Sunday News

Global Climate Deal Signed, Success Depends On Individual Nations
For the first time an accord to deal with climate change was signed by a majority of the world’s nations. Unlike the 1992 Kyoto Protocol, which saw only 35 nations sign onto it, more than 190 countries approved the Paris Agreement. The pact would for the first time require all developed and developing nations to take action to tackle global warming by limiting their greenhouse-gas emissions.

President Barack Obama called the agreement the “best chance we have to save the planet,” and said by agreeing to the pact, the United States has shown itself to be a global leader on climate change.

If the nonbinding agreement is to have any impact, United Nations Secretary General Ban ki-Moon said civil society must be active and engaged in pressuring national governments to remain committed.

“One of the very valuable lessons that I’ve learned as Secretary-General during the last nine years is that no government, no international organization, can do its work properly without active engagement and support from civil society,” Mr. Ban told members of non-governmental organizations in Paris.

Bloomberg News offers a brief outline of the five key points of the Paris Agreement.

For success to be achieved, developed countries will have to both reduce its greenhouse-gas emissions and back up to the promise to contribute more than $100 billion annually to poorer, developing nations to help finance their efforts. In turn. the poorer nations will need to identify ways to grow their economies, particularly the ranks of their middle class while also cutting carbon emissions, reports the Wall Street Journal.

Venezuelan Left Not Dead Yet
After 16 years of left-wing rule, Venezuelan politics changed when Mauricio Macri, the new centre-right president of Argentina, won the election and a two-thirds majority in congress was claimed by his supporters.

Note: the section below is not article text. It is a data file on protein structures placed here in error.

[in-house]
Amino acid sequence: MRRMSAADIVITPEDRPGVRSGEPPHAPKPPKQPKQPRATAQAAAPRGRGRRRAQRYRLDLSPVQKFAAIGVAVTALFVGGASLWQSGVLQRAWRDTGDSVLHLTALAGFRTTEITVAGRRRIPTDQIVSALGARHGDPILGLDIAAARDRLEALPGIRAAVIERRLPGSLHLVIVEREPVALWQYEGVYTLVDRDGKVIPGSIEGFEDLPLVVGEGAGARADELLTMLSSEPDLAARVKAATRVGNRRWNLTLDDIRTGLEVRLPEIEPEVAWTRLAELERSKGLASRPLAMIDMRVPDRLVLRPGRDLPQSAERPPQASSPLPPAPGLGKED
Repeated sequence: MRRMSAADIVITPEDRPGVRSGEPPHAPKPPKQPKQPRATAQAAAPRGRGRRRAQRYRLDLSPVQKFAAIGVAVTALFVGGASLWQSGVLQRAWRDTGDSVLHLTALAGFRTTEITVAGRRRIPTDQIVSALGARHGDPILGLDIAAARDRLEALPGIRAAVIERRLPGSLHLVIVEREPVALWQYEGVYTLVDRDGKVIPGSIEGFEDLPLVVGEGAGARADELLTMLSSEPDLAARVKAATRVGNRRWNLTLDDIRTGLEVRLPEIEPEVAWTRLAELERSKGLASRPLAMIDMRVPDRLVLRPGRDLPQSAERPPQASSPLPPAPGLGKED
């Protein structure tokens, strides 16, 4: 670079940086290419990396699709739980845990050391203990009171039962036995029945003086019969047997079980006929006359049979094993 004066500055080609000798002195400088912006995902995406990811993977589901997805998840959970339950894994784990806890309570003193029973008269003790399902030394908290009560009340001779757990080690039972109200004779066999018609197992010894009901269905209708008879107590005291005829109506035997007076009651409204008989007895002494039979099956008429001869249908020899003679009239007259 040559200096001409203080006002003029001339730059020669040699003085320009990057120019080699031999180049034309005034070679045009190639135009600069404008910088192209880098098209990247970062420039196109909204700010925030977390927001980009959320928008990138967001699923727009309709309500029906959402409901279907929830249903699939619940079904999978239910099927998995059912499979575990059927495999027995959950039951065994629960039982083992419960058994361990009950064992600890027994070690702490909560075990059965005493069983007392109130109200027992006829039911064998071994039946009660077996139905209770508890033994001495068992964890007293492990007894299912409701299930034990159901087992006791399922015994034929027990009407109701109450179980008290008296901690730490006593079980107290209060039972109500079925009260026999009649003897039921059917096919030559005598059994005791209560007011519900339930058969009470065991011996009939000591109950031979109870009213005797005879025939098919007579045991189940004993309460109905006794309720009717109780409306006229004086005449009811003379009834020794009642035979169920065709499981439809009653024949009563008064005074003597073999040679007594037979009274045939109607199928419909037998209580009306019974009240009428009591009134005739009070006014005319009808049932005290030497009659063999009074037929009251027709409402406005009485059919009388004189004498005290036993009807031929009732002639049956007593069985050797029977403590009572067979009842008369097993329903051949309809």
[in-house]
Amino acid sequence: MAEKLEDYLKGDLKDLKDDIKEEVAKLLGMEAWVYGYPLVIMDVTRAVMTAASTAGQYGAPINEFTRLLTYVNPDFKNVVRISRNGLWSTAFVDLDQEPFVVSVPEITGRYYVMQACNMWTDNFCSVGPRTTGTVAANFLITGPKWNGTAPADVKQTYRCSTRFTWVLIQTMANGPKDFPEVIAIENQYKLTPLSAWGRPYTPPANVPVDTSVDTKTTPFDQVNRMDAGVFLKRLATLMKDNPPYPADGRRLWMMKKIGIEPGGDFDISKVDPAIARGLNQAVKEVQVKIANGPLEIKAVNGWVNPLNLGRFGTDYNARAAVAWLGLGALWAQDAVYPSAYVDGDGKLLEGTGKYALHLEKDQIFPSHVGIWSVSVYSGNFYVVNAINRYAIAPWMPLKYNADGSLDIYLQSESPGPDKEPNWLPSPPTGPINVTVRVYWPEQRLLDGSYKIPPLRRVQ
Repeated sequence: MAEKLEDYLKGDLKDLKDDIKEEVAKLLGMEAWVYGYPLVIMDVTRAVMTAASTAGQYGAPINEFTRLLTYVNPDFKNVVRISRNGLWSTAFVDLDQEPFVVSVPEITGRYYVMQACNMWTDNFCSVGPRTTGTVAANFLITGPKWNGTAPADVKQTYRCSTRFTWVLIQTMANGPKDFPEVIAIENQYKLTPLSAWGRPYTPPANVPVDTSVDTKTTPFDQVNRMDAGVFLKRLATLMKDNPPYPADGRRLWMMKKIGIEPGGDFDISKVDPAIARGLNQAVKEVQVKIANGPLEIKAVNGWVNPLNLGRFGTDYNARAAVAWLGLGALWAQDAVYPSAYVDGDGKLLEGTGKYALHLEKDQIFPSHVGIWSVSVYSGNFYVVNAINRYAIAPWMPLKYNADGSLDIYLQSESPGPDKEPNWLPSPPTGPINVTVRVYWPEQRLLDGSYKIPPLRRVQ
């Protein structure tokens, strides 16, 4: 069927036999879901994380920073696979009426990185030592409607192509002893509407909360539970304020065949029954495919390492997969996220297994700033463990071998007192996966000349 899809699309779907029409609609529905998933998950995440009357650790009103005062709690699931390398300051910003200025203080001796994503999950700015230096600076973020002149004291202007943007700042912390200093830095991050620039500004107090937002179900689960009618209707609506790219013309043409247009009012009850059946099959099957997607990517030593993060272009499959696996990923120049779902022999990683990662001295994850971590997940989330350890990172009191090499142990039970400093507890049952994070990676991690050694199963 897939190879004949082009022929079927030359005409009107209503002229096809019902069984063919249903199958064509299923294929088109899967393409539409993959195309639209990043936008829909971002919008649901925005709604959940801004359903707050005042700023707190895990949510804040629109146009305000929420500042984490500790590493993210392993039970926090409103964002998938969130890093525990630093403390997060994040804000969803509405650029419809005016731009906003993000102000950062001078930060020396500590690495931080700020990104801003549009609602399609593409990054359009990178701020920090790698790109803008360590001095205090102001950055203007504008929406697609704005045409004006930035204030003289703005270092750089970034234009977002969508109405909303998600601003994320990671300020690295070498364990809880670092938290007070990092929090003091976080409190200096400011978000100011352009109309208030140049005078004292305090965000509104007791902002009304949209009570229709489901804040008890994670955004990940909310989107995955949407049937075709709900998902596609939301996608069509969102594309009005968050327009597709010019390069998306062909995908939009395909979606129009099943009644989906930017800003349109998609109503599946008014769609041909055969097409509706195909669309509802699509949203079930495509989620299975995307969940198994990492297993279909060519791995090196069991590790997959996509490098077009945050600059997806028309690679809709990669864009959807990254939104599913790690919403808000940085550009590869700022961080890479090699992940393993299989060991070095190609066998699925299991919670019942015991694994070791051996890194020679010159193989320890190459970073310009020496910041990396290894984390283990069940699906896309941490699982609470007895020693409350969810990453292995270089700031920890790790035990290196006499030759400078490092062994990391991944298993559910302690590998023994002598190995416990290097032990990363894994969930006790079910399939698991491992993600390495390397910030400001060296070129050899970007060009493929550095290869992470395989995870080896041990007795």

But the Left is hardly dead. The governing United Socialist Party (PSUV) continuing to hold strong support and controls many of the levers of power, achieving actual change will be a challenge.

“Despite this victory, the situation in Venezuela is still far from ideal. And we don’t yet know what the results of the election mean for the future of the currently socialist country,” writes CapX’s Katrina Hall.

A survey conducted by the Pew Research Center found  85 percent of Venezuelans are dissatisfied with the management of the nation, which helps to explain why there was a  74 percent voter participation rate in the recent elections.

Three Women Win In Historic Elections In Saudi Arabia
Salma bint Hizab Al-Oteibi was elected to the council of Madrakah, a village north of the holy city of Makkah, in the first elections held in Saudi Arabia that were open to women candidates, according to a preliminary commission report carried by the Saudi Press Agency (SPA). At least two other women also claimed seats on Sunday.




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